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"Ghostbusters!"

Some medical journal editors are taking on industry-financed ghostwriting, reports the New York Times. Charges of ghostwriting are not new and it appears to be widespread, according to recent reports and a survey done by JAMA editors. The Times points out that many journals in the past few years have put stricter disclosure polices into place, though that does not seem to have stemmed the tide of ghostwritten articles, perhaps because there were few consequences if something was omitted.

The editors of PLoS Medicine wrote in an editorial that:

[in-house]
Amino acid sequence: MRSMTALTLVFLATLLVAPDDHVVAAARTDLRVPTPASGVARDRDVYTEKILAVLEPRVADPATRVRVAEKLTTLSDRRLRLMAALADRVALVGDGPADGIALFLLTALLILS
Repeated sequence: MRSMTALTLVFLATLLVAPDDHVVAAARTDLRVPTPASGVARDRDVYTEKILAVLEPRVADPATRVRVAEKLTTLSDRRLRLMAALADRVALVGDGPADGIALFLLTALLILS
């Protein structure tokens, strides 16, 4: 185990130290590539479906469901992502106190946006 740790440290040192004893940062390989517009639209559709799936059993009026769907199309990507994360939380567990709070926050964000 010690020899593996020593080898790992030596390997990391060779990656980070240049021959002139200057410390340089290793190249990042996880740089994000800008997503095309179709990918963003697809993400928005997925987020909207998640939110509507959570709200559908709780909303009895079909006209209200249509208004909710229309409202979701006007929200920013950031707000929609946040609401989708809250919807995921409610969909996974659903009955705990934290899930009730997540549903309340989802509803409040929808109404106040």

Journal polices should also include enforceable sanctions. For example, if nothing is declared on submission but inappropriate involvement of a medical writer subsequently comes to light, any papers where this breach is substantiated should be immediately retracted and those authors found to have not declared such interest should be banned from any subsequent publication in the journal and their misconduct reported to their institutions.

"Requiring someone to write a retraction or barring them from publishing in academic journals for some period of time — that would be an effective deterrent," adds George Loewenstein, an economist and psychologist who studies conflict of interest disclosures, in the Times.

The Wall Street Journal Health Blog has more.

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